Live theatre returns as Little Angel reopens with Smartest Giant in Town
- Credit: Ellie Kurttz
The Little Angel Theatre welcomes back audiences next month with a new show of Julia Donaldson and Axel Scheffler's The Smartest Giant In Town.
Among the first live theatre to open for children since venues closed last year, the adaptation by musician Barb Jungr and Little Angel artistic director Samantha Lane is among the highlights of the puppet theatre's 60th anniversary season.
The children's author, who was raised in Hampstead, said: "I am so pleased Little Angel Theatre is able to open its doors after lockdown, welcoming back families to enjoy live performance. It is such an important experience and we have badly missed it in the last year. Little Angel have done other wonderful adaptations of my stories, and I know that this will be just as special. To have ‘The Smartest Giant in Town’ as their first live show, with its themes of friendship and kindness, seems timely. I also want to congratulate the theatre on their 60th anniversary - what an achievement!"
Scheffler added that he was "very fond" of George the Giant, who gives away his smart clothes to his needy animal friends.
"I enjoyed creating his world with its mix of town and countryside, a place where everyone lives together harmoniously, and I am looking forward to seeing it all in 3D with the set and puppets; the creative team are bringing it to life in such a brilliant way."
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Samantha Lane, who also directs the socially distanced show, said it was "an incredibly joyful story with a beautiful message about what it means to be smart, whether that's inside your head or what you wear."
"Julia Donaldson is a real supporter and pretty open to us making a version of one of her books. I am excited that we are finally going to open to live audiences with such a modern classic and bring the joy of live theatre to families once again."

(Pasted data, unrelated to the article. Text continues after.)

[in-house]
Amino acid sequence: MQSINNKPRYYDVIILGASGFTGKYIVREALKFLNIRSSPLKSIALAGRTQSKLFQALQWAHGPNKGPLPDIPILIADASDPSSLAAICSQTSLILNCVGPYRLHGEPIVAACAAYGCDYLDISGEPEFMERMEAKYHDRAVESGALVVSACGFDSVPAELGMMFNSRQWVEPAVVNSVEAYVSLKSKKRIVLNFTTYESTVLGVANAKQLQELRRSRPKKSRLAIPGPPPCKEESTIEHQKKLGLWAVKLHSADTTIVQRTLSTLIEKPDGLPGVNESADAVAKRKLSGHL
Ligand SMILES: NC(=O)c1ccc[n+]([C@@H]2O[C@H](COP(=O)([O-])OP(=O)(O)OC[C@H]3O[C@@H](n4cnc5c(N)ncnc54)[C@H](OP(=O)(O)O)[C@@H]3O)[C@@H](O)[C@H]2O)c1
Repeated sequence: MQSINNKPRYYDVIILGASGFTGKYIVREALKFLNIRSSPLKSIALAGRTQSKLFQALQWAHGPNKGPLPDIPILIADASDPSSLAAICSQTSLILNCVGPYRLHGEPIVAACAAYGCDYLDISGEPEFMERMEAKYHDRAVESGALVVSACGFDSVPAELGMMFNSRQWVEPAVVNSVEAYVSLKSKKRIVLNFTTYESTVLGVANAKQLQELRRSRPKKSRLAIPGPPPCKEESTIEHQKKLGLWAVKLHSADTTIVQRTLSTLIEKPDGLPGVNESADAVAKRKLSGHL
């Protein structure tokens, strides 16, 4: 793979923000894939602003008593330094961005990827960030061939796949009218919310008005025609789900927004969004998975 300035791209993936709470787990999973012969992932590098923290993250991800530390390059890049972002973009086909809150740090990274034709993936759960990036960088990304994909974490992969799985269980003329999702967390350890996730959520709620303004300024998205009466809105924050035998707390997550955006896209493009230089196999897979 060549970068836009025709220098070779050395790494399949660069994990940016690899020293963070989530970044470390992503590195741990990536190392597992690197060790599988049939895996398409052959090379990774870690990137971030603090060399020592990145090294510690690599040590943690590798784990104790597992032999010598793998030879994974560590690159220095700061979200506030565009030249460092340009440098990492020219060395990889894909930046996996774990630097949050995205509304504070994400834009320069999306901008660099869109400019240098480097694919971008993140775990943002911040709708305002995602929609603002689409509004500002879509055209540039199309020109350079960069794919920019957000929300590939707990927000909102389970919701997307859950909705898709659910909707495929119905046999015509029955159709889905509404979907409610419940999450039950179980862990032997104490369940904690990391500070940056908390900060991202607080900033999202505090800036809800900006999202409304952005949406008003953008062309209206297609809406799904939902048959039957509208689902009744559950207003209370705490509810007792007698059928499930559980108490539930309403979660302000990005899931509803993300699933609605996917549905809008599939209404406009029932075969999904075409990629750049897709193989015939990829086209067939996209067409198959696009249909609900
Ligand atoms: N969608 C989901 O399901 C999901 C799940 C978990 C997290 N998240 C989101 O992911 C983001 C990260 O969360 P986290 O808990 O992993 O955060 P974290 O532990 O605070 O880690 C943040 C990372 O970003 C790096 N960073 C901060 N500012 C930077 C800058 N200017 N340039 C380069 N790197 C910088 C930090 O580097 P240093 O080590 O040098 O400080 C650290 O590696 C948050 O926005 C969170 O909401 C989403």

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Lane said it had been "a rollercoaster of a year" constantly adjusting plans to run virtual productions, craft workshops, live summer shows, and a schools tour halted by the second lockdown that turned digital.
"I have children aged 11 and 9 and right at the beginning I went into panic mode thinking 'how am I going to look after two children and combine work?'"
She came up with home videos, posted on the Little Angel's website, of them making a puppet show together "a lovely way to combine doing something creative with my children with something practical."
Also popular during lockdown were the venue's home puppet making guides: "As a parent, every day you are witnessing how they are missing out on normal childhood. When we couldn't open our doors we asked, 'how can we be a useful resource for parents in this environment?' We were creating stories and downloadable resources of things you could make at home with found resources like toilet rolls and boxes.
"When we did the puppet picnics in Islington Square, people were saying 'thank you for providing something for us to do with the family'. When it became apparent that schools would reopen, we made a Covid safe show to take into schools with one performer who could carry the set on a small trolley. But we were always aware things could change so we made plans to present the show digitally. Luckily we are small and flexible enough to change. We also heavily rely on box office and fundraising and didn't have the luxury of sitting back and saying 'we have our funding, let's close our doors and think for a while'."
She adds: "We had a responsibility to engage with our audience and do things for children digitally while being conscious there was a real problem with digital exclusion. We continued our community work face to face sending craft packs to residents and running socially distanced crafternoon sessions."
Little Angel's digital offer reached 90 countries and garnered hundreds of donations from individuals.
Lane adds: "The bulk of financial loss has been plugged by trust and foundation funding and the Culture recovery fund. I won't pretend we don't still have a large fundraising target, but feel confident that our model is flexible and we have an exciting year ahead."
She paid tribute to the "spirit of innovation" of the Wright family who started the theatre in Dagmar Passage in 1961.
"They said 'here's an opportunity, let's go with it and see what happens'. That give things a go spirit has seen it grow. During the pandemic us saying 'let's try it and see if it works' was part of the legacy of the Wright's risk taking."
Lyndie Wright still lives next to the theatre and makes puppets for shows, daughter Sarah is a trustee, and film director Joe "pops into say hello when he is here." Among the birthday celebrations are free "behind the scenes" interviews with puppet makers and designers who have worked at Little Angel.
"Little Angel is as much about the craft of making puppets as it is about performing."
Where The Bugaboo Lives, a live online interactive Zoom show runs until May 2. People Behind the Puppets can be seen at https://www.youtube.com/channel/UCmAEEtplnZ3YkZ3FWfbwJPQ. Tickets for The Smartest Giant in Town go on sale May 12.